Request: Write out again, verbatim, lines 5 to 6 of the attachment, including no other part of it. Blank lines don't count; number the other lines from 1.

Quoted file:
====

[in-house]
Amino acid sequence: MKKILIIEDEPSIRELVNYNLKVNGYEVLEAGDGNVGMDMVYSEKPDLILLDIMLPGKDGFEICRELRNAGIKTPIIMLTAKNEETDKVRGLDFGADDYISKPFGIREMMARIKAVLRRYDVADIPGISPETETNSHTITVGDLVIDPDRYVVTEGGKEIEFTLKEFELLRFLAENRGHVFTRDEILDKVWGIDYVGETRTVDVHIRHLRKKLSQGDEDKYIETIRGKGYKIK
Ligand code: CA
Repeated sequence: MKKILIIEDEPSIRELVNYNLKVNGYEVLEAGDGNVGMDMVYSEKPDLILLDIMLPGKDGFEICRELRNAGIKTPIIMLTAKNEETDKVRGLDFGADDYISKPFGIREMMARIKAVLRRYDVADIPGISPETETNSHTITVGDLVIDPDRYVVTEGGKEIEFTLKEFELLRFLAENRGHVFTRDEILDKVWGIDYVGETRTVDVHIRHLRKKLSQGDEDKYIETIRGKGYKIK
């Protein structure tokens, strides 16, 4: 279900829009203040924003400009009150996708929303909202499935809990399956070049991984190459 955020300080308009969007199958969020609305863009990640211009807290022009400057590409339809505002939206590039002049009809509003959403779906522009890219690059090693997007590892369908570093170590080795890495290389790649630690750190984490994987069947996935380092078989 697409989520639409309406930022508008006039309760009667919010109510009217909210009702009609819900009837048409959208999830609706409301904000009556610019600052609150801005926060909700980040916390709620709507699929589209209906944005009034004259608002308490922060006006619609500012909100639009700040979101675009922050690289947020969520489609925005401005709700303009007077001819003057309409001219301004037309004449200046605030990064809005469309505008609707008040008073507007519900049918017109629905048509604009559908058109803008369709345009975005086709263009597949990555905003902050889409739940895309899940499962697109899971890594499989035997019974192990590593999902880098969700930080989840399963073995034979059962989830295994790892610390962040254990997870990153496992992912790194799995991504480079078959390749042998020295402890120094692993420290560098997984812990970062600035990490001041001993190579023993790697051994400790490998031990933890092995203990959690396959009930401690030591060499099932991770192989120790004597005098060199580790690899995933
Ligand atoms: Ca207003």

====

């Protein structure tokens, strides 16, 4: 279900829009203040924003400009009150996708929303909202499935809990399956070049991984190459 955020300080308009969007199958969020609305863009990640211009807290022009400057590409339809505002939206590039002049009809509003959403779906522009890219690059090693997007590892369908570093170590080795890495290389790649630690750190984490994987069947996935380092078989 697409989520639409309406930022508008006039309760009667919010109510009217909210009702009609819900009837048409959208999830609706409301904000009556610019600052609150801005926060909700980040916390709620709507699929589209209906944005009034004259608002308490922060006006619609500012909100639009700040979101675009922050690289947020969520489609925005401005709700303009007077001819003057309409001219301004037309004449200046605030990064809005469309505008609707008040008073507007519900049918017109629905048509604009559908058109803008369709345009975005086709263009597949990555905003902050889409739940895309899940499962697109899971890594499989035997019974192990590593999902880098969700930080989840399963073995034979059962989830295994790892610390962040254990997870990153496992992912790194799995991504480079078959390749042998020295402890120094692993420290560098997984812990970062600035990490001041001993190579023993790697051994400790490998031990933890092995203990959690396959009930401690030591060499099932991770192989120790004597005098060199580790690899995933
Ligand atoms: Ca207003």